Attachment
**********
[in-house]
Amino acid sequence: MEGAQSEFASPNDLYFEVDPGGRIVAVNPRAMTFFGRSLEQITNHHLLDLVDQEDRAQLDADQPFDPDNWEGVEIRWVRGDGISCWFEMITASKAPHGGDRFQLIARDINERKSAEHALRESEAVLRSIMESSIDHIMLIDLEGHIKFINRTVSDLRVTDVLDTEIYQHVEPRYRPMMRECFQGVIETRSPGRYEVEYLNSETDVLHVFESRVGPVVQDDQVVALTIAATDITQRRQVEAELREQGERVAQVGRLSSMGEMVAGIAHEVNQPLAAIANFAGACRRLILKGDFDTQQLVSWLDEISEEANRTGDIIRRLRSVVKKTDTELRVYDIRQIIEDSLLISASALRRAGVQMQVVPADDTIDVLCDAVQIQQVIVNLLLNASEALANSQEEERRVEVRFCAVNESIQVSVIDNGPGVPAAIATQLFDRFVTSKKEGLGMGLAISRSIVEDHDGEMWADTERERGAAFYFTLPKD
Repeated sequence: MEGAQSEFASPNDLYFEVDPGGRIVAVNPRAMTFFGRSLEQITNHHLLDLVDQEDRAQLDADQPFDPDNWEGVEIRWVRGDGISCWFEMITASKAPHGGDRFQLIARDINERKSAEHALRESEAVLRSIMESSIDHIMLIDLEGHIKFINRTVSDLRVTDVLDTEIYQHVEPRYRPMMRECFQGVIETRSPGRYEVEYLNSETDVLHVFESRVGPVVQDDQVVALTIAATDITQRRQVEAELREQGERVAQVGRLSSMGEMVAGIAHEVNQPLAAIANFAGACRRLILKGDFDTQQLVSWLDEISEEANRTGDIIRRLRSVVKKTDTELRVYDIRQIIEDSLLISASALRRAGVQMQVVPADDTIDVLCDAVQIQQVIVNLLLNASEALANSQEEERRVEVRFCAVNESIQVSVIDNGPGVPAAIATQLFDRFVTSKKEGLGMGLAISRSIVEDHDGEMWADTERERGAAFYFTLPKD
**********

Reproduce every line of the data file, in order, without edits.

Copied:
[in-house]
Amino acid sequence: MEGAQSEFASPNDLYFEVDPGGRIVAVNPRAMTFFGRSLEQITNHHLLDLVDQEDRAQLDADQPFDPDNWEGVEIRWVRGDGISCWFEMITASKAPHGGDRFQLIARDINERKSAEHALRESEAVLRSIMESSIDHIMLIDLEGHIKFINRTVSDLRVTDVLDTEIYQHVEPRYRPMMRECFQGVIETRSPGRYEVEYLNSETDVLHVFESRVGPVVQDDQVVALTIAATDITQRRQVEAELREQGERVAQVGRLSSMGEMVAGIAHEVNQPLAAIANFAGACRRLILKGDFDTQQLVSWLDEISEEANRTGDIIRRLRSVVKKTDTELRVYDIRQIIEDSLLISASALRRAGVQMQVVPADDTIDVLCDAVQIQQVIVNLLLNASEALANSQEEERRVEVRFCAVNESIQVSVIDNGPGVPAAIATQLFDRFVTSKKEGLGMGLAISRSIVEDHDGEMWADTERERGAAFYFTLPKD
Repeated sequence: MEGAQSEFASPNDLYFEVDPGGRIVAVNPRAMTFFGRSLEQITNHHLLDLVDQEDRAQLDADQPFDPDNWEGVEIRWVRGDGISCWFEMITASKAPHGGDRFQLIARDINERKSAEHALRESEAVLRSIMESSIDHIMLIDLEGHIKFINRTVSDLRVTDVLDTEIYQHVEPRYRPMMRECFQGVIETRSPGRYEVEYLNSETDVLHVFESRVGPVVQDDQVVALTIAATDITQRRQVEAELREQGERVAQVGRLSSMGEMVAGIAHEVNQPLAAIANFAGACRRLILKGDFDTQQLVSWLDEISEEANRTGDIIRRLRSVVKKTDTELRVYDIRQIIEDSLLISASALRRAGVQMQVVPADDTIDVLCDAVQIQQVIVNLLLNASEALANSQEEERRVEVRFCAVNESIQVSVIDNGPGVPAAIATQLFDRFVTSKKEGLGMGLAISRSIVEDHDGEMWADTERERGAAFYFTLPKD